Seeds

This post is my first of a monthly garden update written as part of The Garden Share Collective. (Feeling a little shy and nervous here!) The Garden Share Collective is a group of passionate gardeners who come together each month to share the happenings in their veggie garden. It is hosted by Kyrstie from A Fresh Legacy and Kate from Rosehip and Rhubarb. The theme this month is Seeds.

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Getting ready for next season

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Birds In The Garden

Spring must be close because the birds in the garden are very active…and loud!

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Brown honeyeater

Last weekend I swear we were the location for ‘Kookaburra Wars’. Lots of males vying for the attention of, what seemed, oh too few females. I was shocked by just how brutal the dominant male was  –  three times I saw a young male knocked to the ground, and he still kept trying to strut his stuff. Being very territorial birds I guess it’s understandable but gosh, it was hard to watch.

All this action made me stop and think how lucky we are to have such a wonderful array of birdlife around us. In response I thought I’d start an on-going blog page that showcases the birds in our garden. Continue reading

Wicking Beds

As I’m away 3 days a week, looking after a veggie patch could be a problem. How was I going to keep the patch watered during hot, dry spells while I’m in Brisbane? Our answer to this was to build wicking beds.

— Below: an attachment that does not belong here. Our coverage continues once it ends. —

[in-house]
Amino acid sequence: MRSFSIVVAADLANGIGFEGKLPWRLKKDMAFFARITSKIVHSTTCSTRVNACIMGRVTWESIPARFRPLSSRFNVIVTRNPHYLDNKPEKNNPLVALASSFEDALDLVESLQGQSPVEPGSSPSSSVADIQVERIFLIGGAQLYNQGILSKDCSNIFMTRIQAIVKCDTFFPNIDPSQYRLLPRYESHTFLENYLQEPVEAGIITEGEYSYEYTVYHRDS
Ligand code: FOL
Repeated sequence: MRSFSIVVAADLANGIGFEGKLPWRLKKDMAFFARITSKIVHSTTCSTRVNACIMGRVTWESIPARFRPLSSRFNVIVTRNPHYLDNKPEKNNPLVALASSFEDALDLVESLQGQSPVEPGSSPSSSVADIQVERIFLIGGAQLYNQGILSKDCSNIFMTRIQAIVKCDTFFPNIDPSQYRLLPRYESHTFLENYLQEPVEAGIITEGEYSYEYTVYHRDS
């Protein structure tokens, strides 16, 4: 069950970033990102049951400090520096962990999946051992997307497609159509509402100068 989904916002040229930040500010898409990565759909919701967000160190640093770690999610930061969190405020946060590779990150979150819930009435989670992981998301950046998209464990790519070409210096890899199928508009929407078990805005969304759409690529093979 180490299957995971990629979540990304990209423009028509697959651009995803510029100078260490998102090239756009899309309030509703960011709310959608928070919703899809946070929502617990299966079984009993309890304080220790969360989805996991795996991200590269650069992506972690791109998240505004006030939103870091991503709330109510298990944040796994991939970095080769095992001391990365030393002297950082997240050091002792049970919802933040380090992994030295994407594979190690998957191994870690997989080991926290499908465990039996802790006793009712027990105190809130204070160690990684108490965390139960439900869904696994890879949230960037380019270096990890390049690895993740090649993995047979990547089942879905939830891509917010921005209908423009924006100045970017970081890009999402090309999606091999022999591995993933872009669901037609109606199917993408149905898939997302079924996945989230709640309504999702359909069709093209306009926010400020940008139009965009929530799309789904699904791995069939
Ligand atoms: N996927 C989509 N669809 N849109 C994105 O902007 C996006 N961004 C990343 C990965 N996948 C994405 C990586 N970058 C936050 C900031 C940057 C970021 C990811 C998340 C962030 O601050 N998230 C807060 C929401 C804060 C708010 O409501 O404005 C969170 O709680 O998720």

Wicking beds are raised beds that have a water reservoir below them. The reservoir is kept topped up and the soil and the plants access the water they need through capillary action. This method not only keeps the soil moist while I’m not there, it is also water efficient. As we are not on town water – relying on rain water tanks – saving water is very important.

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As Busy as

Australian native bees are great pollinators.

In the garden we have a hive of social (as against solitary) Australian native bees. Being allergic to bee stings, I’m grateful for having these stingless bees in the veggie patch, among the fruit trees, and in the general garden.

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Foraging among the tiny flowers of a grass tree

Our little fellas, numbering around 2000, belong to the tetragonula carbonaria species. They are probably the most common native bees found in South East Queensland. They only travel up to 500 metres from their home, are very small, and so are able to successfully negotiate delicate little flowers. Unlike honey bees, their prime focus is the collection of pollen (not nectar) so they are a great asset with cross-pollination. Continue reading

Winter Fruit and Veg

Winter is a fabulous season in the sub-tropical garden. Nights are cool and mornings are brisk – refreshing the body and the revitalizing soul. The days can be reasonably warm but not too hot to wilt you or the garden. Low humidity and a little rain… Ahhh, just perfect!

It’s a busy time of year. Ideal time for many crops that can’t be grown in colder parts of the country such as tomatoes, eggplants, chillies and capsicums (a lot of the Solanaceae family I just noticed) as well as carrots and zucchini; though the zucchini has recently given up the ghost. Perhaps I was a bit optimistic there. These veg ripen a little slower in the winter but hey, that’s ok. I must say the best thing of all is, unlike summer, we don’t have to battle with fruit fly. Hooray!! How good is that!

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I don’t mind sharing….much.

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